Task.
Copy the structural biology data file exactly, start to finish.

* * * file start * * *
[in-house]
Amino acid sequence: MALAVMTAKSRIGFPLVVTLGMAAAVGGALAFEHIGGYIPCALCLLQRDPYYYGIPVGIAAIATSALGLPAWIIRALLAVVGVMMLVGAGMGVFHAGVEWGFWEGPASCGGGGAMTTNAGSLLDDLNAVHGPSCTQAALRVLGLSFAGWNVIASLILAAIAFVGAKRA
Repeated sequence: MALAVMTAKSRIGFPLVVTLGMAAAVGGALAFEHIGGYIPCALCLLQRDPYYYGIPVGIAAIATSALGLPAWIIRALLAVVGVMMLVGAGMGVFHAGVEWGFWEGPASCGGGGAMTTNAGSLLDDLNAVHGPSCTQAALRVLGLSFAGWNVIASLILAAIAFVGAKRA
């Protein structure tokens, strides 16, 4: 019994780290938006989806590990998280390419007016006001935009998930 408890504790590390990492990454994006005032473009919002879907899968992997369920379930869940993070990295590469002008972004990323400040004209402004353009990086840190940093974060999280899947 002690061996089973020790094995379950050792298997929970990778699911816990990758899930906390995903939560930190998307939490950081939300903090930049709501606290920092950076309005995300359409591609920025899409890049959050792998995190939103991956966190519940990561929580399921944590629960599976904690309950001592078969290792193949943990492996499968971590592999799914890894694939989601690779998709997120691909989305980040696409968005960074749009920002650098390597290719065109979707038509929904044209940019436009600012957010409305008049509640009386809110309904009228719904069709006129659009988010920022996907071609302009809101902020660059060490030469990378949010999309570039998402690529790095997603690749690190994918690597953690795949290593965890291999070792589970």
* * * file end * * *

[in-house]
Amino acid sequence: MALAVMTAKSRIGFPLVVTLGMAAAVGGALAFEHIGGYIPCALCLLQRDPYYYGIPVGIAAIATSALGLPAWIIRALLAVVGVMMLVGAGMGVFHAGVEWGFWEGPASCGGGGAMTTNAGSLLDDLNAVHGPSCTQAALRVLGLSFAGWNVIASLILAAIAFVGAKRA
Repeated sequence: MALAVMTAKSRIGFPLVVTLGMAAAVGGALAFEHIGGYIPCALCLLQRDPYYYGIPVGIAAIATSALGLPAWIIRALLAVVGVMMLVGAGMGVFHAGVEWGFWEGPASCGGGGAMTTNAGSLLDDLNAVHGPSCTQAALRVLGLSFAGWNVIASLILAAIAFVGAKRA
């Protein structure tokens, strides 16, 4: 019994780290938006989806590990998280390419007016006001935009998930 408890504790590390990492990454994006005032473009919002879907899968992997369920379930869940993070990295590469002008972004990323400040004209402004353009990086840190940093974060999280899947 002690061996089973020790094995379950050792298997929970990778699911816990990758899930906390995903939560930190998307939490950081939300903090930049709501606290920092950076309005995300359409591609920025899409890049959050792998995190939103991956966190519940990561929580399921944590629960599976904690309950001592078969290792193949943990492996499968971590592999799914890894694939989601690779998709997120691909989305980040696409968005960074749009920002650098390597290719065109979707038509929904044209940019436009600012957010409305008049509640009386809110309904009228719904069709006129659009988010920022996907071609302009809101902020660059060490030469990378949010999309570039998402690529790095997603690749690190994918690597953690795949290593965890291999070792589970």